But Mitts says workers in her ward made sure to remove as many obstacles as possible to voting.
Alderman Willie Cochran, who represents the 20th Ward, says the low turnout stunned him.
"I'm mystified by this," he says. "Obviously some people stood on the sideline."
Cochran suspects many of the voting no-shows in his ward simply realized Obama was going to win the presidency, with or without their ballot.
"I don't know if there was the same urgency that we felt in the community in 2004 to go out and unseat [Bush], as opposed to a comfort level with Obama," he says. "There was a really big push to try and change the presidency back then."
Because of Obama's commanding lead in the polls, and his stalwart support in Illinois, Cochran says, the campaign paid little attention to the neighborhoods of the 20th Ward, even though they're a short walk from the president-elect's Hyde Park home.
"Not much advertising was done in our communities. No signs were distributed. No mailings were done," he says. "That personal touch in the communities, in the yards, on the lamp posts... In Chicago, it was not there. The campaign chose to spend money in other places, and it just took Chicago for granted."
While Cochran says that can send the wrong message to black voters in Chicago, he doesn't fault the Obama camp.
"The results prove what the strategists had in mind. They won, and they won by pretty big margin," he says.
The Obama campaign could not be reached for comment.
The Daily News analysis is based on preliminary numbers; City election officials will have final data available on Nov. 25, and voting patterns could change based on those numbers.
This month's low turnout was particularly surprising to some, given the amount of effort organizers put forward to ensure likely Democratic voters were registered prior to the election.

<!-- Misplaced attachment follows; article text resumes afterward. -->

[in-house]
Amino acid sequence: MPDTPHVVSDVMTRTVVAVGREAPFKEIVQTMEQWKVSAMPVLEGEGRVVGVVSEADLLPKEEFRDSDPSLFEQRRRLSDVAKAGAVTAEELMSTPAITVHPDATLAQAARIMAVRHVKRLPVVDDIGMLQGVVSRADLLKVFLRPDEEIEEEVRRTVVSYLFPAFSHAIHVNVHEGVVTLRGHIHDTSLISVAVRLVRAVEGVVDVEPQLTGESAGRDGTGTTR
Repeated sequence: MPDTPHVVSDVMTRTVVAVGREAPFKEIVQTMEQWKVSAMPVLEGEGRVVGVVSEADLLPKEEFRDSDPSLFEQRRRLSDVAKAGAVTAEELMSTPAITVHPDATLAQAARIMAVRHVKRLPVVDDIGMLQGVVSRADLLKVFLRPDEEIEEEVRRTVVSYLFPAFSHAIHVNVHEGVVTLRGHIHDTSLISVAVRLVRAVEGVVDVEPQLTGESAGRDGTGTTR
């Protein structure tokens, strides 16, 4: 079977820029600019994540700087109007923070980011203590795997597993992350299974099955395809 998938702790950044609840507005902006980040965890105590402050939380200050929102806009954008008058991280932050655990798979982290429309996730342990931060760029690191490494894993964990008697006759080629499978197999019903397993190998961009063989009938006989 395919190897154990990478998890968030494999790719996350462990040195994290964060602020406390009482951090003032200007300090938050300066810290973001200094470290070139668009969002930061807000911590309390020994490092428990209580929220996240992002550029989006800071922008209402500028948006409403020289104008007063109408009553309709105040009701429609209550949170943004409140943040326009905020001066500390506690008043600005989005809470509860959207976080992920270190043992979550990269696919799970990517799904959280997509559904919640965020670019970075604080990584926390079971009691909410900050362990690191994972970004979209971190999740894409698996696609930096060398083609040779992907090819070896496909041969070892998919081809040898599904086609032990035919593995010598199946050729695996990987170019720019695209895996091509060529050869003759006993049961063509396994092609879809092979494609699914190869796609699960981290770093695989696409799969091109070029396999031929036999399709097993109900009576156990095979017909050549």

The Daily News analysis indicates those efforts paid off. In Chicago's majority black wards, 59 percent of residents registered to vote. In other wards, the number was 47 percent.
At Leon's on 63rd, a barbecue restaurant in the 20th Ward, general manager Gwen Gooden says she fed free chicken and waffles to volunteers every Saturday this fall before they went out in the community to register voters.
"We had 2,000 to 3,000 people going out on buses," she says. "We fed them here religiously. I don't ever want to see another chicken and waffles."
She says volunteers pushed people to vote earlier this month.
"We stayed on people, told them this is something special, something that has never happened before," Gooden says.
Gooden says she doesn't know anyone who failed to vote in the election.
That sentiment was shared by a group of half a dozen men chatting in front of the Aldi store at 63rd and South Lowe Friday afternoon.
"Everybody I know voted, because they knew they would get their ass whupped," if they didn't, says Jerome Harvey, 37.
Harvey took a Metra train to the county building in the Loop and cast his ballot during early voting.
"I would have walked there if I had to," he says. "It's crazy not to vote."
Some of the wards with low turnout have lost large numbers of public housing residents. If those residents were registered to vote and remained on the rolls even after they moved away, that could impact turnout numbers.
The low turnout in Mitts' ward has encouraged her to up her efforts for the next election. She says she's hoping the election of the country's first black president will prove to residents that they do, in fact, have a voice in politics, and that it's their duty to use it.
Obama "changed the momentum," she says. "It's up to us to continue sending that message. I want to see the people hanging out on the corners start voting."
Cochran also says he'll focus on encouraging better turnout.
"At every community meeting and every engagement that I'm going to be at, we'll talk about this very subject," he says. "We've just got to put more work into it."
~ Daily News correspondent Peter Sachs contributed to this report